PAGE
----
Homework 1

Assigned: April 4, 2000
Due: April 18, 2000

The purpose of this assignment is to add support for quadric surfaces to lrt. You will need to support all of the quadrics listed in the RenderMan interface specification except for the torus (which, as we know from lecture, is actually a quartic surface). For each of these surfaces, you will have to provide code to compute the axis-aligned bounding box, nearest intersection point, the surface normal, and texture coordinates (u, v). Since lrt is implementing RenderMan, you must adhere to the specification as listed on the RenderMan page.


To be explicit, your renderer should be able to produce correct renderings of the following quadrics: A useful test file, and the resulting image, with all the surfaces you are required to implement, can be found here. You should also try rendering this scene with different surface shaders and textures to verify your normals and texture coordinates are correct for each primitive.

The RenderMan interface specification gives mathematical definitions for all of the quadrics. Remember that your program needs to conform to the standard set forth there.

Another useful tool for testing is BMRT. BMRT is a RenderMan compliant shareware ray tracer that we've installed for the SGI cluster in Sweet Hall. The output from your renderer should match BMRT's output for the same input file.


Now that you know what you are going to be doing, we'll get you setup with all the tools you'll need for this assignment.


We've provided a Makefile that will build the default installation on the SGI machines. The code should be portable to other platforms, but we're only supporting SGI for this class. We will be doing all our grading on the SGI's as well, so make sure your code works on the SGI's before turning it in.


Once you've set up lrt and BMRT, you should be ready to do this assignment.


Turn in your finished homework using the cs348b submit script:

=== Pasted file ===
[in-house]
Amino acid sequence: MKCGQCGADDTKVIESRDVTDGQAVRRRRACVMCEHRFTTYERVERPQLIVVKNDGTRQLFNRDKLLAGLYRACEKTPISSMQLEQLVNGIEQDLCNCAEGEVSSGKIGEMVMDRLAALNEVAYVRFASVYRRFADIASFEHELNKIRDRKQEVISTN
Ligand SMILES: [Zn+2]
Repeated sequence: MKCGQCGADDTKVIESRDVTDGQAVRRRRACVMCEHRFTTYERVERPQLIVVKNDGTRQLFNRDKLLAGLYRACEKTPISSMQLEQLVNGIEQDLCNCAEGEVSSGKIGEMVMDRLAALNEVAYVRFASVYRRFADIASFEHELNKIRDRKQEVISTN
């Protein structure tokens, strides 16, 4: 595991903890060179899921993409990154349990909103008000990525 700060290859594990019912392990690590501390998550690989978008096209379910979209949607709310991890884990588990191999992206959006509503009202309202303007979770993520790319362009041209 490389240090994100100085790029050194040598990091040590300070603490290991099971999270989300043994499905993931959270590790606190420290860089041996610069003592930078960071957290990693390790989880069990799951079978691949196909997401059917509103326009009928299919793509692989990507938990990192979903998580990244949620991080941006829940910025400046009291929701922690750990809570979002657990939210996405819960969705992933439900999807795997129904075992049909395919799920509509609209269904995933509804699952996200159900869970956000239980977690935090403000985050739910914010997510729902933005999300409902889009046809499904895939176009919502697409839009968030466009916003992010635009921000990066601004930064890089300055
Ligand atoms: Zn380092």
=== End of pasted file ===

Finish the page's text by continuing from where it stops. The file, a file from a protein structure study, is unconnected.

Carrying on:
Make sure you hand in all your source code, a Makefile, and a README file. The README should contain instructions for compiling and running your code, and a description of anything non-intuitive you've done. Please do not submit any executables or object (.o) files. We'll be building your submissions ourselves, and those just take up space.

This homework, and all subsequent programming assignments, will be graded according to the following system:

Full credit on this assignment means your program properly renders our test files. Extra credit is truly extra credit. Extra credit is not curved. Extra credit is for people that really want to impress us. To earn extra credit on this assignment, you should implement one of the following:
  1. Implement an efficient scheme for ray tracing height fields. The system should be capable of rendering 1K x 1K height images. efficiently. Hint: Read Musgrave et al. on ray tracing height fields.
  2. Implement a general ray-implicit surface intersector. Hint: Read Don Mitchell's paper on ray-surface intersection using interval arithmetic.
  3. Implement RenderMan subdivision surfaces. Design and implement a ray-subdivision surface algorithm.
If you do extra credit, be sure to write about it in the README. Also, turn in any extra data files that you used.


Get started early. Some of the corner cases are tricky. Also, the lrt software is new this year. There may still be undiscovered bugs. If a bug is found, it should be reported to mipmap.stanford.edu. Bugs will be fixed as soon as possible, but don't expect us to be able to fix any bugs that are found immediately. We have implemented the main part of this assignment, so any bugs that may exist are only likely to be found when you do the extra credit.

Copyright © 2000 Pat Hanrahan